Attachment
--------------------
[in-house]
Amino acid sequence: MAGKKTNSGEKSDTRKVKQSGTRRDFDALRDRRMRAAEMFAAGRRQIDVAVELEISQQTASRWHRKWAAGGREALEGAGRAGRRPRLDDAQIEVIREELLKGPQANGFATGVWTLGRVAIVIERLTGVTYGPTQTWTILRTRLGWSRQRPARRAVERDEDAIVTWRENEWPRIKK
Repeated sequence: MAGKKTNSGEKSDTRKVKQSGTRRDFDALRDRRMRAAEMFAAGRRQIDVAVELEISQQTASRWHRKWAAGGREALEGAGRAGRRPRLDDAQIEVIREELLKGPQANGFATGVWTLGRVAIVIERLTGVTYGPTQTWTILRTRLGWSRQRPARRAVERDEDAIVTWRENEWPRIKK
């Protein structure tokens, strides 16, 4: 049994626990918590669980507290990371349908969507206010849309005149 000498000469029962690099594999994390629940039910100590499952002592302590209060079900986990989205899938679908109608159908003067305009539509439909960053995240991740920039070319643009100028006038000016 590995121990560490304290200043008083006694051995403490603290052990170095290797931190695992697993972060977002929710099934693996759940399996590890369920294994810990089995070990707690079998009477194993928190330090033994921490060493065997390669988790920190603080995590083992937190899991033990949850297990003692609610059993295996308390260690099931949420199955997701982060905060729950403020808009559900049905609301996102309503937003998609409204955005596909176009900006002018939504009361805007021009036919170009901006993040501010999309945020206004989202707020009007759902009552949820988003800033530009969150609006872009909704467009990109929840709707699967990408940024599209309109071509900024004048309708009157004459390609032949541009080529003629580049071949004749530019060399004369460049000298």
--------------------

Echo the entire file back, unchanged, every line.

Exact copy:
[in-house]
Amino acid sequence: MAGKKTNSGEKSDTRKVKQSGTRRDFDALRDRRMRAAEMFAAGRRQIDVAVELEISQQTASRWHRKWAAGGREALEGAGRAGRRPRLDDAQIEVIREELLKGPQANGFATGVWTLGRVAIVIERLTGVTYGPTQTWTILRTRLGWSRQRPARRAVERDEDAIVTWRENEWPRIKK
Repeated sequence: MAGKKTNSGEKSDTRKVKQSGTRRDFDALRDRRMRAAEMFAAGRRQIDVAVELEISQQTASRWHRKWAAGGREALEGAGRAGRRPRLDDAQIEVIREELLKGPQANGFATGVWTLGRVAIVIERLTGVTYGPTQTWTILRTRLGWSRQRPARRAVERDEDAIVTWRENEWPRIKK
């Protein structure tokens, strides 16, 4: 049994626990918590669980507290990371349908969507206010849309005149 000498000469029962690099594999994390629940039910100590499952002592302590209060079900986990989205899938679908109608159908003067305009539509439909960053995240991740920039070319643009100028006038000016 590995121990560490304290200043008083006694051995403490603290052990170095290797931190695992697993972060977002929710099934693996759940399996590890369920294994810990089995070990707690079998009477194993928190330090033994921490060493065997390669988790920190603080995590083992937190899991033990949850297990003692609610059993295996308390260690099931949420199955997701982060905060729950403020808009559900049905609301996102309503937003998609409204955005596909176009900006002018939504009361805007021009036919170009901006993040501010999309945020206004989202707020009007759902009552949820988003800033530009969150609006872009909704467009990109929840709707699967990408940024599209309109071509900024004048309708009157004459390609032949541009080529003629580049071949004749530019060399004369460049000298």